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Believing in the Power of Style

nk0825's picture

I believe that this week's assignment to read both Hannah and Professor Dalke's blogs made me extremely aware of how I felt not only as a reader, but as a student studying the blog as an emerging genre. As I read Hannah's personal accounts describing her experiences in Chile it made me think back to the "voyeurism" idea we were discussing in class the other day. Since we, as a class, had been expected to familiarize ourselves with Hannah's blog it was an invitation to read about experiences the writer obviously wanted to share. And, I think that those who criticize individuals for being internet voyeurs forget how simply sitting back and observing a conversation is just as educational as being involved in it. Granted, I will admit that if people do not engage in conversation the conversation is nonexistant, yet I believe that for students like us, trying to get a sense of the blogosphere, it is extremely helpful to "lurk" on a wide variety of blogs. 

Also in class the other day, as Ruby discussed in her post, the class discussed why and how blogs can be considered a genre. There is an umbrella that includes the idea of blogs and from there more specific genres classify content, structure, etc. Through reading both Professor Dalke's blog and Hannah's blog I realized that these two blogs about similar topics (travels and experiences in another country) marked another, I (now) think very important, classification of blogs: style. Hannah's posts were informal; an almost simple way of narrating the wonderful experiences she had. On the other hand, Professor Dalke's was more formal (though possibly not intended to be that way) and deeper--often posing questions that provoked her readers to think. Another notable difference was that Professor Dalke often scattered various links in her posts, whereas Hannah did not. Did Hannah feel that her first hand experiences were more valuable and authentic without the help of external information? Did Professor Dalke expect her audience to follow the links, and did she also believe that her thoughts and posts could stand on their own without the links if readers chose not to use them?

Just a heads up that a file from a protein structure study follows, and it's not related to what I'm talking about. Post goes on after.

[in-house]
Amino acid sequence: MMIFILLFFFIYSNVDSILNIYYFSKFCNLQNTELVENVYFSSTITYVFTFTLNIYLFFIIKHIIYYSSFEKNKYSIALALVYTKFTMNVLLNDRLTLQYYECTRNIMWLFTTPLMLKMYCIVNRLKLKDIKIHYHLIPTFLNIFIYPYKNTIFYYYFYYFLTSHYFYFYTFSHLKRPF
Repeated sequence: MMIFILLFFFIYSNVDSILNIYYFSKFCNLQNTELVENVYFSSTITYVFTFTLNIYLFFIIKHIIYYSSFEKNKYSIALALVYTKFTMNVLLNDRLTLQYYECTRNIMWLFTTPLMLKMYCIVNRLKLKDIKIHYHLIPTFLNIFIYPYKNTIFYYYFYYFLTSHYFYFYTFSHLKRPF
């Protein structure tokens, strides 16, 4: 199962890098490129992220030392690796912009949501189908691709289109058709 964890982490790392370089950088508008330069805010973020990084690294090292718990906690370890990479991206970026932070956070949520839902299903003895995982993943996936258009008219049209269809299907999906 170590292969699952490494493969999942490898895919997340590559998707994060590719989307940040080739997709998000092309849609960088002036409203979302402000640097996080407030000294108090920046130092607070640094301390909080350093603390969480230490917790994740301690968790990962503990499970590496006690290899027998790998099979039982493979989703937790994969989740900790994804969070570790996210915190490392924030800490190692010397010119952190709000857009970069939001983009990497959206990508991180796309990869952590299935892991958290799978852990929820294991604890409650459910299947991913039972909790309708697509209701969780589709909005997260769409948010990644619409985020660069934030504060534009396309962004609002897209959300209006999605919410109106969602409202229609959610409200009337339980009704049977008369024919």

In both cases, Professor Dalke and Hannah used pictures that I personally believed made the blogs even more captivating because they brought the written experiences to life. Without these pictures I think the blogs would have left a lot of questions unanswered. Providing pictures cuts out a lot of having to describe things and focus more on the individual experiences, but was this the reason why both bloggers chose to use pictures? I was also curious to know why Hannah, who included personal experiences in day to day activities, chose to not discuss her emotions very much. I would expect that at first, besides being excited to explore a new country, she would have been a bit homesick and experiencing some culture shock. Did she plan on her blog being a more informative way of sharing her travels? At times, did she knowingly censor or alter her emotions in order to make it appear as if she was having as much fun as her readers expected? 

I think that while both blogs sought similar audiences to share their experiences with, each blog attracted its own type of audience caused not by content but by the style in which she wrote and shared her information.

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